Alumni about their dreams: did they come true?
She was eighteen years old, a first-year student of Arts and Culture and already quite domestically inclined, by her own account. “A white-picket-fence kind of person.” She wasn’t overly ambitious and she wouldn’t mind becoming a housewife, provided that her husband earned enough money to support their family. Fifteen years later, not much has changed. Frouke Verhagen (33) is married, drives a Skoda and lives in a cute, decent house in a “quiet, family-friendly neighbourhood” in The Hague where the streets are named after fruits. Inside, toys are scattered everywhere. There’s an Ikea play kitchen and a large finger painting above the fireplace, presumably made by her four-year-old son Fedde.
Although much of her life went as hoped and expected, certainly not all of it did. Fifteen years ago, she dreamed of working as an on-the-scene reporter for the largest news organisation of the Netherlands. Instead, she delivered 265 healthy babies in seven years. Arts and Culture wasn’t the degree for her. “No one in my family understood what I could do with a degree in Arts and Culture.” Frouke didn’t, either. After four years of studying she decided that “I wanted to do something practical”. She switched to training as a midwife. Suddenly, her fellow students were seventeen years old. “It felt strange, but it did a lot for me.” Those few extra years of life experience would later come in handy in her work. “Childbirth is a life event. It’s different every time.” As a midwife, she witnesses a lot of joy (“the birth of my best friend’s baby was a highlight”) as well as profound sadness from time to time. When she’d just completed her training, she performed a 35-week ultrasound scan. There was no heartbeat. It was indescribably sad. And yet this experience, too, was fulfilling in a way. “A midwife provides intensive guidance and emotional support. It definitely isn’t the doctor with the vacuum pump the patient remembers afterwards.”
She didn’t become a housewife, then. Her husband, a graphic designer, doesn’t quite make that amount of money yet. They met in Maastricht. Frouke worked at Café Zuid and Jaring stopped by suspiciously often. Their relationship seems like it was meant to be: they both have a Frisian name, but grew up in Venlo. “His childhood home actually later became my best friend’s house.” They never met in Venlo, which might be for the best. “He was quite alternative back then. I don’t think I would’ve fallen for him.”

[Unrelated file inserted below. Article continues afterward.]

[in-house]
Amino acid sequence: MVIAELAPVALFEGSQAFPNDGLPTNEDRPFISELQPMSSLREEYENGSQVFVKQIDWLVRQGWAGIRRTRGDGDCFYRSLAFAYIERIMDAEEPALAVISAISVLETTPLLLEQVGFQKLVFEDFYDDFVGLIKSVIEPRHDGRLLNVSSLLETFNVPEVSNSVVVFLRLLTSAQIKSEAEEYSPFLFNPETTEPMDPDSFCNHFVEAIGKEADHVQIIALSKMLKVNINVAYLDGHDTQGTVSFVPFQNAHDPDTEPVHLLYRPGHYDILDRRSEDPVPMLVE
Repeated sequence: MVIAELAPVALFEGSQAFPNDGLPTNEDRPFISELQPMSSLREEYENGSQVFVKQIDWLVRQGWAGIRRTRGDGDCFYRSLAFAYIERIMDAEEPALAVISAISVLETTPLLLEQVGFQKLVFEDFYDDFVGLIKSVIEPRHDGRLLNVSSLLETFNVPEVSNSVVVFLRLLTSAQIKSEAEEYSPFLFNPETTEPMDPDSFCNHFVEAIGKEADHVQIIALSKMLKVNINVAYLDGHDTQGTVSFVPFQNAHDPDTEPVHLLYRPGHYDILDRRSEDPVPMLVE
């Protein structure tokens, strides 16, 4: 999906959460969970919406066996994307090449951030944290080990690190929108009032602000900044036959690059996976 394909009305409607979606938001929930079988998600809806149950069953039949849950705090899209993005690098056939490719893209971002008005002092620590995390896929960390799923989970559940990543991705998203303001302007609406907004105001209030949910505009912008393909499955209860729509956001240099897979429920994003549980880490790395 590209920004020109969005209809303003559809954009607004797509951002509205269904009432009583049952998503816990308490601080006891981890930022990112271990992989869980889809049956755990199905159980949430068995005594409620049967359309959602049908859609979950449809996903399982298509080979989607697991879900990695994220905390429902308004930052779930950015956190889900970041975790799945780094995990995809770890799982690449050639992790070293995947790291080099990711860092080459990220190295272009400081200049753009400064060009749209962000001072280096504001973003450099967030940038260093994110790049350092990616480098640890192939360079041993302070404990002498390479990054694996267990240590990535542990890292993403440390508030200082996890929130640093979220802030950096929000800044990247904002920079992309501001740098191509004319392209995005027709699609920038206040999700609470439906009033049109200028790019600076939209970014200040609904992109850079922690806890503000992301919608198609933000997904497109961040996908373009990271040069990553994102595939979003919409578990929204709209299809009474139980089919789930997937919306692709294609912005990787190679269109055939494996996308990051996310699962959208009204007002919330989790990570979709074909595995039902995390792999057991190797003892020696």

At the time of the interview, they’ve been together for eleven years to the day. They don’t celebrate their dating anniversary, though. “We switched to celebrating our wedding anniversary a couple of years ago.” Their wedding wasn’t at all what you might expect. They tied the knot in A Little White Chapel in Las Vegas (“Robbert, an American stranger, was our witness”). The ceremony took a grand total of three minutes. “The couple before us had to go again. They’d forgotten to turn on the video recorder.”
Meant to be as they may seem, the beginning of their relationship was rocky. After six months of dating on and off, Frouke found out she was pregnant. “We didn’t have room in our lives for a baby at that point in time.” The day before her appointment at an abortion clinic, it went wrong. “I never thought I’d ever be grateful for having a miscarriage.” Oddly enough, it cemented their relationship. “He was so sweet to me, I thought: this one’s a keeper.”
Unfortunately, she suffered two more miscarriages after her son was born. “Very, very awful.” Their now nine-month-old son Junn completed their family. “For sure. We’re done.” Sweet as they are, her children aren’t the easiest. “The newborn phase wasn’t what I’d expected.” The babies cried a lot and were ill a lot. And the sleep deprivation just about killed her. The solution: sleeping in the guest room. “It wasn’t the most romantic period of our lives.” Frouke hastily adds, “My life may not sound like it’s always very exciting, but I’m very happy with it most of the time.”
Fifteen years from now, she sees herself still working as a midwife. Her sons will be teenagers and they’ll live in a slightly larger house with a garden (“we can’t afford a larger house just yet”). Hopefully, they’ll also have more time to travel; she misses the sense of freedom it provides. “But I wouldn’t want to do it now, with two young kids.” How will she prevent herself from being swallowed up by domestic life in the coming years? “A friend and I are going to Defqon in two weeks. I definitely don’t feel too old for festivals like that yet.”
Niels van der Laan
Read here the article of 2003
In 2003 we interviewed UM students about their dreams for the future. Now, in 2019, it’s time to check in with them and see where they’re at. They’re about forty years old now; did their dreams come true? We’re using this special year (Observant is celebrating its 40th birthday!) as an opportunity to find out. Former student journalist Niels van der Laan, who wrote the majority of the interview articles in 2003, is writing a fair share of this year’s articles as well. In addition to the previously interviewed alumni, we’re interviewing former Observant student journalists about their fulfilled and unfulfilled dreams.